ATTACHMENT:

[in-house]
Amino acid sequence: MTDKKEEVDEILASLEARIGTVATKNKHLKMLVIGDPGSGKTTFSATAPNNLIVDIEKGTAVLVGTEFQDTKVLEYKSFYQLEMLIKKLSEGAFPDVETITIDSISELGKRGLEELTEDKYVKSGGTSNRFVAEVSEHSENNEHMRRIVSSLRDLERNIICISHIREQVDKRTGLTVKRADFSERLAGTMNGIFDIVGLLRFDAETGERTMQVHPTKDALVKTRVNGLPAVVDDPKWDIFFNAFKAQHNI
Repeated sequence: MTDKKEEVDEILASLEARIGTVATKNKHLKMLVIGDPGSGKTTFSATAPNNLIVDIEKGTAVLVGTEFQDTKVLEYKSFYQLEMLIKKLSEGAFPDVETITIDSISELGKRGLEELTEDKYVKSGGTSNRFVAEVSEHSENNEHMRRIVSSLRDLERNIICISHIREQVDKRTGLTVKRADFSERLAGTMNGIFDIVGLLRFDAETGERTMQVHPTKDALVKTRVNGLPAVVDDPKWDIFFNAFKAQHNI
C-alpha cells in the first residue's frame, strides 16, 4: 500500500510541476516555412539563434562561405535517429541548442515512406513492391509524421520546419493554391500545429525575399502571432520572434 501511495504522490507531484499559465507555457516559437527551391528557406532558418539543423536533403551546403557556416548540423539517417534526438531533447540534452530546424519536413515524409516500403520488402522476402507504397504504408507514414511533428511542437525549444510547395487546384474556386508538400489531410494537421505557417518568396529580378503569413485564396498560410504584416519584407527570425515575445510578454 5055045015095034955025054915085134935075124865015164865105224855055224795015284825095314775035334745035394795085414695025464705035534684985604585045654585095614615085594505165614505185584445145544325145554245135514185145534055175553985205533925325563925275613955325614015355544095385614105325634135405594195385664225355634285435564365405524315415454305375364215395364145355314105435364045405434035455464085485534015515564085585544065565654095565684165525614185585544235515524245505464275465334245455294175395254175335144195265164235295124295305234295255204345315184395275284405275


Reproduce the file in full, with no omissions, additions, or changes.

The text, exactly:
[in-house]
Amino acid sequence: MTDKKEEVDEILASLEARIGTVATKNKHLKMLVIGDPGSGKTTFSATAPNNLIVDIEKGTAVLVGTEFQDTKVLEYKSFYQLEMLIKKLSEGAFPDVETITIDSISELGKRGLEELTEDKYVKSGGTSNRFVAEVSEHSENNEHMRRIVSSLRDLERNIICISHIREQVDKRTGLTVKRADFSERLAGTMNGIFDIVGLLRFDAETGERTMQVHPTKDALVKTRVNGLPAVVDDPKWDIFFNAFKAQHNI
Repeated sequence: MTDKKEEVDEILASLEARIGTVATKNKHLKMLVIGDPGSGKTTFSATAPNNLIVDIEKGTAVLVGTEFQDTKVLEYKSFYQLEMLIKKLSEGAFPDVETITIDSISELGKRGLEELTEDKYVKSGGTSNRFVAEVSEHSENNEHMRRIVSSLRDLERNIICISHIREQVDKRTGLTVKRADFSERLAGTMNGIFDIVGLLRFDAETGERTMQVHPTKDALVKTRVNGLPAVVDDPKWDIFFNAFKAQHNI
C-alpha cells in the first residue's frame, strides 16, 4: 500500500510541476516555412539563434562561405535517429541548442515512406513492391509524421520546419493554391500545429525575399502571432520572434 501511495504522490507531484499559465507555457516559437527551391528557406532558418539543423536533403551546403557556416548540423539517417534526438531533447540534452530546424519536413515524409516500403520488402522476402507504397504504408507514414511533428511542437525549444510547395487546384474556386508538400489531410494537421505557417518568396529580378503569413485564396498560410504584416519584407527570425515575445510578454 5055045015095034955025054915085134935075124865015164865105224855055224795015284825095314775035334745035394795085414695025464705035534684985604585045654585095614615085594505165614505185584445145544325145554245135514185145534055175553985205533925325563925275613955325614015355544095385614105325634135405594195385664225355634285435564365405524315415454305375364215395364145355314105435364045405434035455464085485534015515564085585544065565654095565684165525614185585544235515524245505464275465334245455294175395254175335144195265164235295124295305234295255204345315184395275284405275